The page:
During the American Revolution, the British took Savannah in 1778 and held it into 1782. After independence was secured, Savannah flourished. Soon, farmers discovered that the soil was rich and the climate favourable for cultivation of cotton and rice. Plantations and slavery became highly profitable enterprises. The trans-Atlantic slave trade brought many African-Americans through the port of Savannah. Many who stayed in the area formed the unique Gullah culture of the coastal communities in Georgia and South Carolina.
With the wealth brought by cotton, residents built lavish homes and churches throughout the city. After the invention of the cotton gin on a plantation outside of Savannah, the city became a major commercial port. And many of the world's cotton prices were set on the steps of the Savannah Cotton Exchange. The building is still in existence.
Consistently named one of the world’s friendliest cities the coastal town of Savannah has a world-class reputation for hospitality and grace. The city was built with squares in mind and the original 'town plan' incorporated 24 of them – 22 remain today and each beautiful square contains its own piece of Savannah’s history. The squares are surrounded by Savannah’s historic homes.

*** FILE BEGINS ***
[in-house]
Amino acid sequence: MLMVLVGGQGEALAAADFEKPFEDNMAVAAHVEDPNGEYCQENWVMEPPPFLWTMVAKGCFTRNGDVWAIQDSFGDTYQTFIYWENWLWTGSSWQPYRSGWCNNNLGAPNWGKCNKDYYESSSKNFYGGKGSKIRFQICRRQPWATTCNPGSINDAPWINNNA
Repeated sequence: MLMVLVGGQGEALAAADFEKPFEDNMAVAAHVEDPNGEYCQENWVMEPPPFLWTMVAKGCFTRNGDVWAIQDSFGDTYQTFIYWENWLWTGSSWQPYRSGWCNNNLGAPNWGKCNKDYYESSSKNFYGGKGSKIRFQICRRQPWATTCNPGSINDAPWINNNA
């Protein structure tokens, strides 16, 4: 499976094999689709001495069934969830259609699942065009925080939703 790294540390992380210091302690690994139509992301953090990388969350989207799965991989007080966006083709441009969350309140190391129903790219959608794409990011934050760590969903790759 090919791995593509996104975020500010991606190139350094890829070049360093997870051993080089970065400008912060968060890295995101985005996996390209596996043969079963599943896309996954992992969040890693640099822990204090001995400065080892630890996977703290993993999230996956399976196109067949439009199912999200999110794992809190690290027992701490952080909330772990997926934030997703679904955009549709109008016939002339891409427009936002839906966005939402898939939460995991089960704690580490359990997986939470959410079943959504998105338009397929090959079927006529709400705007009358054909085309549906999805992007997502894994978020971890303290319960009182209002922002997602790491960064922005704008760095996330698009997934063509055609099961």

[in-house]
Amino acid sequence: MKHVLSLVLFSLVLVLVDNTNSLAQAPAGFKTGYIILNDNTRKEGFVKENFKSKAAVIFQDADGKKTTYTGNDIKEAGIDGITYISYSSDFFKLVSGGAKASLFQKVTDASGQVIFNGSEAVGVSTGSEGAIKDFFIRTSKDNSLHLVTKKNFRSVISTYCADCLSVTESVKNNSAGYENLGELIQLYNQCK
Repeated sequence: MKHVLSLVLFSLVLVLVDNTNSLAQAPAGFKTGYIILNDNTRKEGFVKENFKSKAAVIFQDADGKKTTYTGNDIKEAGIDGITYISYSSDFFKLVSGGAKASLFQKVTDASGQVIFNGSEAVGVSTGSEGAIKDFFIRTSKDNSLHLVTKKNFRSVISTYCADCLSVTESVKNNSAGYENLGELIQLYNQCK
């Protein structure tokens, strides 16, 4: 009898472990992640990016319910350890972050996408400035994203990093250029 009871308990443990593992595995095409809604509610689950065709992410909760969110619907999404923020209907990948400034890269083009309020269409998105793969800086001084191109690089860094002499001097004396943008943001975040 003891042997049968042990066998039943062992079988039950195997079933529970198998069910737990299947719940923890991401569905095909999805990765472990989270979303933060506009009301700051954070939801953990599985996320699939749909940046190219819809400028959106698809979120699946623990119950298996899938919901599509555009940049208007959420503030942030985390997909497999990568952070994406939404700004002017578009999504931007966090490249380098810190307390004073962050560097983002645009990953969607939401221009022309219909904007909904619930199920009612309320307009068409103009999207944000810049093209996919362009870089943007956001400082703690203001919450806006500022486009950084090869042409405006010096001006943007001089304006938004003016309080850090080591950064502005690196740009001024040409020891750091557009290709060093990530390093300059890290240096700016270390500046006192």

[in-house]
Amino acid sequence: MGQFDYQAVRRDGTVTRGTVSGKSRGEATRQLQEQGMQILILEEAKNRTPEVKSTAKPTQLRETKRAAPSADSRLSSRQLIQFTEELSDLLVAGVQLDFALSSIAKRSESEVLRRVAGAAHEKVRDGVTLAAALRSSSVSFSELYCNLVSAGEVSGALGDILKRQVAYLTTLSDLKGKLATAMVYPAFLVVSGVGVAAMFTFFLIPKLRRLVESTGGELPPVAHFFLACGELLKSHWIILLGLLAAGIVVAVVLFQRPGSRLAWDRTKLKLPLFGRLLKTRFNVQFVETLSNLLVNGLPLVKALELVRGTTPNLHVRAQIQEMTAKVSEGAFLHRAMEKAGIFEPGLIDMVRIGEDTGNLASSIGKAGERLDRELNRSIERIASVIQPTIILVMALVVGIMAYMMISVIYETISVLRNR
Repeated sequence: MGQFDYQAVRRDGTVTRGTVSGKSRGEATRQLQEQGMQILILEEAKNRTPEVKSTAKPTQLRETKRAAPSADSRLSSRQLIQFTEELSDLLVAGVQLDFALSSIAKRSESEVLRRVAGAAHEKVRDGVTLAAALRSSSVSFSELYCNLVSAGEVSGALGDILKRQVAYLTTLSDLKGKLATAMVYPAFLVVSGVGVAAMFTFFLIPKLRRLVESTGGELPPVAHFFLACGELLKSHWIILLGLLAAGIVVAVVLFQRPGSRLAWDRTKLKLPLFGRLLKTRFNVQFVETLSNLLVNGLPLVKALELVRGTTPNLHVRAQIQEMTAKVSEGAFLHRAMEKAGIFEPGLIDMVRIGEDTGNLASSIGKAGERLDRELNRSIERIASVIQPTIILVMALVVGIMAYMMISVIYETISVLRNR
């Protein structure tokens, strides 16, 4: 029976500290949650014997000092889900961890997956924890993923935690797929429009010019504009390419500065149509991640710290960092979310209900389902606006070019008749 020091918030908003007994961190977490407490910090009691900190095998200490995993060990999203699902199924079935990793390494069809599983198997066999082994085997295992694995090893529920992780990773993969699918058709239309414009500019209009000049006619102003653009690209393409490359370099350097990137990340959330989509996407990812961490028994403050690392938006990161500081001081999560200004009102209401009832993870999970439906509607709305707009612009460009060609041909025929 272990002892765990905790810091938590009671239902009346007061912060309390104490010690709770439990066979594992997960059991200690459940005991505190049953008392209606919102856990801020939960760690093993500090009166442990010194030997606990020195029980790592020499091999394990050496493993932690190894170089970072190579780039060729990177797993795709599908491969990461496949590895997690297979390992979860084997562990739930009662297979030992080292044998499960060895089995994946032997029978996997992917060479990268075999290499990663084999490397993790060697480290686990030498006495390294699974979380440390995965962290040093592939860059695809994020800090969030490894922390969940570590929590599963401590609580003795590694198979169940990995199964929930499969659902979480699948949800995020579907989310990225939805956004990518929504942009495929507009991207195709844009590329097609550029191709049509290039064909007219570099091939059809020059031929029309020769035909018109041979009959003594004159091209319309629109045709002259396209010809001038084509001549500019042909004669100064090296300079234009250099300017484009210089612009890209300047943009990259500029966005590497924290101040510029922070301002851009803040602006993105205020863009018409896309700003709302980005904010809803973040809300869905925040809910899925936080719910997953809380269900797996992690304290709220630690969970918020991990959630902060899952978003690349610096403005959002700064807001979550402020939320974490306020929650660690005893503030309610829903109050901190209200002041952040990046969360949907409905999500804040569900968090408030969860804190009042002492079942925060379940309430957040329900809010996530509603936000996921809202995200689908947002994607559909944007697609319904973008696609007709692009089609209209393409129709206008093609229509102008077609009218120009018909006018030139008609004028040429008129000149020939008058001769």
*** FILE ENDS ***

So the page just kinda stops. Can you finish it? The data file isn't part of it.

To give you an idea of how beautiful this city is, during the Civil War the ruthless and all-conquering Union General Sherman was so taken by the city that he could not destroy it. On December 22, 1864 he sent a famous telegram to President Abraham Lincoln, offering Savannah as a Christmas present.
We check out just some of the many highlights on a guided city tour this morning before free time this afternoon.
Farewell dinner this evening.
Transfer to the airport today for flights home or you can continue your adventures in the US or elsewhere.